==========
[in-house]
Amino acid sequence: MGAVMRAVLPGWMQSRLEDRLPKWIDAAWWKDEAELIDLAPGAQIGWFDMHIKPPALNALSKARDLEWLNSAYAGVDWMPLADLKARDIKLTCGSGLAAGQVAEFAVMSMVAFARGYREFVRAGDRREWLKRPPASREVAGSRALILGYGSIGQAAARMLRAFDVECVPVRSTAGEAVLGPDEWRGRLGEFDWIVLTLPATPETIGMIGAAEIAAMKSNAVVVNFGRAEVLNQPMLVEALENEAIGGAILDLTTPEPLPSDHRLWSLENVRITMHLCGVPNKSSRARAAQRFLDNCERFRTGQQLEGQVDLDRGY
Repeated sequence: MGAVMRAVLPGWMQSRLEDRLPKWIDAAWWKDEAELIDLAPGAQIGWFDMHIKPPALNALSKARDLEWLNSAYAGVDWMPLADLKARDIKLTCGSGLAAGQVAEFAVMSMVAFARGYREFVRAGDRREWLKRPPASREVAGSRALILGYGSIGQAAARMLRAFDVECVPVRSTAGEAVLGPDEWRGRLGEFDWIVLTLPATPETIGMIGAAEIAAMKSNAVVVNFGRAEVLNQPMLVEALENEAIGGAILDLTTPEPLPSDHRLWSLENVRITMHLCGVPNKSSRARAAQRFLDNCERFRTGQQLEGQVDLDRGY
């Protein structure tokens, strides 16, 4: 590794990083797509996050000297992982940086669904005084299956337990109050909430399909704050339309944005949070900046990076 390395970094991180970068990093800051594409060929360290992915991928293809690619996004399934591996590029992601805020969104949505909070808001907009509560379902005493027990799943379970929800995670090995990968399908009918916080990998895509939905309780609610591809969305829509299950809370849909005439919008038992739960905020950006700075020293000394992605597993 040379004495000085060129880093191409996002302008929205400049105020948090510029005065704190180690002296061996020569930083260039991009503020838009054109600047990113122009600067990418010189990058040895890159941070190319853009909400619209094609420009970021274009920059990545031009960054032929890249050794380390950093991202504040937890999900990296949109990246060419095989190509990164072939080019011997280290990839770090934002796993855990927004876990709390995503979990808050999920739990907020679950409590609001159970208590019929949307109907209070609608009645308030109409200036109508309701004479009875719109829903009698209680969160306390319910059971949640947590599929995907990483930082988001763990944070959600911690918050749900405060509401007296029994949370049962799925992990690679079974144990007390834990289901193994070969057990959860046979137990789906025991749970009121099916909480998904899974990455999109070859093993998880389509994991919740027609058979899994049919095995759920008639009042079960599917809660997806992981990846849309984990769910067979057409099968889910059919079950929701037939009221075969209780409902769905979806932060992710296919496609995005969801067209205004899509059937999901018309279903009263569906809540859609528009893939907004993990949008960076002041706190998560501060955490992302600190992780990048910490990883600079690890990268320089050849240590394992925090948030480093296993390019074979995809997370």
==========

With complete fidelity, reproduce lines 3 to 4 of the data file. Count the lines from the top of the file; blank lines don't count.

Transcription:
Repeated sequence: MGAVMRAVLPGWMQSRLEDRLPKWIDAAWWKDEAELIDLAPGAQIGWFDMHIKPPALNALSKARDLEWLNSAYAGVDWMPLADLKARDIKLTCGSGLAAGQVAEFAVMSMVAFARGYREFVRAGDRREWLKRPPASREVAGSRALILGYGSIGQAAARMLRAFDVECVPVRSTAGEAVLGPDEWRGRLGEFDWIVLTLPATPETIGMIGAAEIAAMKSNAVVVNFGRAEVLNQPMLVEALENEAIGGAILDLTTPEPLPSDHRLWSLENVRITMHLCGVPNKSSRARAAQRFLDNCERFRTGQQLEGQVDLDRGY
């Protein structure tokens, strides 16, 4: 590794990083797509996050000297992982940086669904005084299956337990109050909430399909704050339309944005949070900046990076 390395970094991180970068990093800051594409060929360290992915991928293809690619996004399934591996590029992601805020969104949505909070808001907009509560379902005493027990799943379970929800995670090995990968399908009918916080990998895509939905309780609610591809969305829509299950809370849909005439919008038992739960905020950006700075020293000394992605597993 040379004495000085060129880093191409996002302008929205400049105020948090510029005065704190180690002296061996020569930083260039991009503020838009054109600047990113122009600067990418010189990058040895890159941070190319853009909400619209094609420009970021274009920059990545031009960054032929890249050794380390950093991202504040937890999900990296949109990246060419095989190509990164072939080019011997280290990839770090934002796993855990927004876990709390995503979990808050999920739990907020679950409590609001159970208590019929949307109907209070609608009645308030109409200036109508309701004479009875719109829903009698209680969160306390319910059971949640947590599929995907990483930082988001763990944070959600911690918050749900405060509401007296029994949370049962799925992990690679079974144990007390834990289901193994070969057990959860046979137990789906025991749970009121099916909480998904899974990455999109070859093993998880389509994991919740027609058979899994049919095995759920008639009042079960599917809660997806992981990846849309984990769910067979057409099968889910059919079950929701037939009221075969209780409902769905979806932060992710296919496609995005969801067209205004899509059937999901018309279903009263569906809540859609528009893939907004993990949008960076002041706190998560501060955490992302600190992780990048910490990883600079690890990268320089050849240590394992925090948030480093296993390019074979995809997370």